premise upon which Indigenous peoples have asserted our proprietary,
inherent, and inalienable rights over our traditional knowledge
and biological resources.
Although several international human rights instruments recognize
the collective nature of Indigenous peoples’ rights of self-determination,
(7) the U.N. Draft Declaration on the Rights of Indigenous Peoples
is the international instrument that is the most representative
of Indigenous thought and participation,(8) and its standards
constitutes the minimum standards for the survival, dignity and
well-being of the Indigenous peoples of the world. (9) The U.N.
Draft Declaration states, “Indigenous peoples have the right
to own, develop, control and use the lands and territories…which
they have traditionally owned or otherwise occupied or used.”
A fundamental part of the right of self-determination is a people’s
exercise of permanent sovereignty over the natural resources within
its territories. The right of permanent sovereignty over natural
resources embodies the principle that "peoples and nations
must have the authority to manage and control their natural resources
and in doing so to enjoy the benefits of their development and
conservation."(11) Furthermore, "the principle was and
continues to be an essential precondition to a people’s
realization of its right of self-determination and its right to
In the final report of the UN Human Rights Special Rapporteur
on Permanent Sovereignty of Indigenous Peoples over their Natural
Resources, Erica-Irene Daes, finds that,
the developments during the past decades in international law
and human rights norms in particular demonstrate that there now
exists a developed legal principle that indigenous peoples have
a collective right to the lands and territories they traditionally
use and occupy and that this right includes the right to use,
own, manage and control the natural resources found within their
lands and territories. (13)
Special Rapporteur Daes further finds that genetic resources
are among the natural resources belonging to Indigenous peoples.
(14) In relation to the right of permanent sovereignty over natural
resources of Indigenous peoples, Special Rapporteur Daes concludes,
“[I]t is a collective right by virtue of which States are
obligated to respect, protect, and promote the governmental and
property interests of indigenous peoples (as collectivities) in
their natural resources.”(15)
B. CBD and an International Regime on Access and Benefit Sharing
Indigenous peoples' rights to the natural resources within their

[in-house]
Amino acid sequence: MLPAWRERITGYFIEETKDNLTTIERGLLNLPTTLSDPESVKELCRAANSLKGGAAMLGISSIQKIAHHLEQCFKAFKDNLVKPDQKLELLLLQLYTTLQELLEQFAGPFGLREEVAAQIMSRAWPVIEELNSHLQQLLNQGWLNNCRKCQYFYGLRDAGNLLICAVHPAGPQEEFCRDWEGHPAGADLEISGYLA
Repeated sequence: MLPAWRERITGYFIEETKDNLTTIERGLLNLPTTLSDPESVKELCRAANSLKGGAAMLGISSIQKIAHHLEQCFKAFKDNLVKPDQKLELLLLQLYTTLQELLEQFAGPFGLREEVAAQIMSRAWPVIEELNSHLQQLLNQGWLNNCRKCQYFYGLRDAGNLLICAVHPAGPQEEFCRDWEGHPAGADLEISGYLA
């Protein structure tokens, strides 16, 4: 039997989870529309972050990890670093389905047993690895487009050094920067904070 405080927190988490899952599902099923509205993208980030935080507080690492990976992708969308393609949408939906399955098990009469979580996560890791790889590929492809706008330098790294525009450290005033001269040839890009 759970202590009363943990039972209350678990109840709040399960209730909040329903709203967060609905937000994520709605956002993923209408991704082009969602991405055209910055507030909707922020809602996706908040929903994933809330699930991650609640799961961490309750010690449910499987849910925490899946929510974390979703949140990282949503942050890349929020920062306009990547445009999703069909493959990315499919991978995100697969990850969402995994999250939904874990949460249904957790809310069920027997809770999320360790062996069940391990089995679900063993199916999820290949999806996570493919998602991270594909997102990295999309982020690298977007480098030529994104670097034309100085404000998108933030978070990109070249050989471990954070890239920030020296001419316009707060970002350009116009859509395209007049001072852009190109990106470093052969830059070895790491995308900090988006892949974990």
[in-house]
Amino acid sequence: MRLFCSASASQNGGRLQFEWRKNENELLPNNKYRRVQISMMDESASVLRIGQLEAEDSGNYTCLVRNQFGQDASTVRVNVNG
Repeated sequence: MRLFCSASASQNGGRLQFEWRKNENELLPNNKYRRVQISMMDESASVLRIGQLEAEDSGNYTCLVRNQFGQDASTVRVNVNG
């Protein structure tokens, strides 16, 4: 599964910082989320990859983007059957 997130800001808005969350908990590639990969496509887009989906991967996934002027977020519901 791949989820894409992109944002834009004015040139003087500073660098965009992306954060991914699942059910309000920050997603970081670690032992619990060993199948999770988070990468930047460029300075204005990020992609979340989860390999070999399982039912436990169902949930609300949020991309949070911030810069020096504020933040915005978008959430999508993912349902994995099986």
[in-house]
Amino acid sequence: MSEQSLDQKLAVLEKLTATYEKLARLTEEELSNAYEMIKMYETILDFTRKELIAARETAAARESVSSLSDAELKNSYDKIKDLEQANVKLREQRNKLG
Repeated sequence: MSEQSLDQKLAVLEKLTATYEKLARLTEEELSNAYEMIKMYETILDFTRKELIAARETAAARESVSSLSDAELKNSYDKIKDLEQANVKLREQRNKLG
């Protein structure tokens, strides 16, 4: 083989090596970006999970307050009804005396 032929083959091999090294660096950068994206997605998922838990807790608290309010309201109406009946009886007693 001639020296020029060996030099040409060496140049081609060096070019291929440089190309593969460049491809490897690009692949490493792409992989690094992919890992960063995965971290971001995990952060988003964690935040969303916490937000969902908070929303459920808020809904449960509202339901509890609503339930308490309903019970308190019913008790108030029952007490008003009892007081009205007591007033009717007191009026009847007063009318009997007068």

territories have been marginalized by the CBD. It was not the
right of nation states to make agreements that undermined the
rights of Indigenous peoples, agreements such as were made in
the CBD. (16) Under the CBD, states are the only recognized entities
with sovereignty over natural resources. The right of Indigenous
peoples to permanent sovereignty over natural resources is particularly
threatened by Article 15.1 of the CBD, which states, "Recognizing
the sovereign rights of States over their natural resources, the
authority to determine access to genetic resources rests with
the national governments and is subject to national legislation."
Furthermore, Article 15.5 requires that "access to genetic
resources shall be subject to prior informed consent of the Contracting
Party providing such resources, unless otherwise determined by
that Party." Thus, according to the CBD, sovereign rights
to control access to genetic resources are only recognized for
the contracting Parties, i.e, the states.
Thus far, the only link between Indigenous peoples and genetic
resources that the Parties to the CBD have been willing to make
is the recognition that Indigenous peoples may possess traditional
knowledge about such resources. The Parties have yet to recognize
Indigenous peoples as sovereign or proprietary owners of genetic
resources within their territories. Article 8(j) of the CBD contains
a provision to encourage the equitable sharing of the benefits
arising from the utilization of knowledge, innovations and practices
of indigenous and local communities embodying traditional lifestyles
relevant for conservation and sustainable use of biological diversity.
(17) Article 8(j), however, is subject to national legislation.
Although 8(j) requires that wider application of traditional knowledge,
innovations and practices of indigenous and local communities
should be "with the approval and involvement of the holders
of such knowledge, innovations and practices," it does not
couch the standard for approval in terms of prior informed consent,